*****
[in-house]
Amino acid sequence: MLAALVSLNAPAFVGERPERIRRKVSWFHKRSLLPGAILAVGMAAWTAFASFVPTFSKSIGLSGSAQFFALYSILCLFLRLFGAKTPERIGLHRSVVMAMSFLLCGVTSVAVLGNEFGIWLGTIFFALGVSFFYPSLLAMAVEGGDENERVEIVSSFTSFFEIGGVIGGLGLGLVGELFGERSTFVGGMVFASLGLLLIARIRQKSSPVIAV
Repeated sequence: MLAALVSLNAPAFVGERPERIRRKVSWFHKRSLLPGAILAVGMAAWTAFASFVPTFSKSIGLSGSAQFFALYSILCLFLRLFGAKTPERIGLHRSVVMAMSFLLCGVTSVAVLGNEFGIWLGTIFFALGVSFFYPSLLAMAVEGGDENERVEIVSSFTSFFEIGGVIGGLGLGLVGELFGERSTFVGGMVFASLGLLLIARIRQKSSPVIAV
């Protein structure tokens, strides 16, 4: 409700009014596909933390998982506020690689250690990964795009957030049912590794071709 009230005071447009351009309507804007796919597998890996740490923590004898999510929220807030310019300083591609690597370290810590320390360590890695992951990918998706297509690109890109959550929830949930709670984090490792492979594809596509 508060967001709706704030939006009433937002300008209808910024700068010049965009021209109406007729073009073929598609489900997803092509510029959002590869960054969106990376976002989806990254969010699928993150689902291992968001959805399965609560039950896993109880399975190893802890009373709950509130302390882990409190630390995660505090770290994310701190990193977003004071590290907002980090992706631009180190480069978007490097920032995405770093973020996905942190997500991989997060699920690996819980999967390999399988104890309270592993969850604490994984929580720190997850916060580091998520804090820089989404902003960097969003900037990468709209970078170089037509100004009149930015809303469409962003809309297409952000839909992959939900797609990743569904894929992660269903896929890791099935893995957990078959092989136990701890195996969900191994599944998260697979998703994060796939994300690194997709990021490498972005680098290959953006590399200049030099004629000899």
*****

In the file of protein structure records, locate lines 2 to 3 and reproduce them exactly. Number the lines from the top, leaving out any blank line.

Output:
Amino acid sequence: MLAALVSLNAPAFVGERPERIRRKVSWFHKRSLLPGAILAVGMAAWTAFASFVPTFSKSIGLSGSAQFFALYSILCLFLRLFGAKTPERIGLHRSVVMAMSFLLCGVTSVAVLGNEFGIWLGTIFFALGVSFFYPSLLAMAVEGGDENERVEIVSSFTSFFEIGGVIGGLGLGLVGELFGERSTFVGGMVFASLGLLLIARIRQKSSPVIAV
Repeated sequence: MLAALVSLNAPAFVGERPERIRRKVSWFHKRSLLPGAILAVGMAAWTAFASFVPTFSKSIGLSGSAQFFALYSILCLFLRLFGAKTPERIGLHRSVVMAMSFLLCGVTSVAVLGNEFGIWLGTIFFALGVSFFYPSLLAMAVEGGDENERVEIVSSFTSFFEIGGVIGGLGLGLVGELFGERSTFVGGMVFASLGLLLIARIRQKSSPVIAV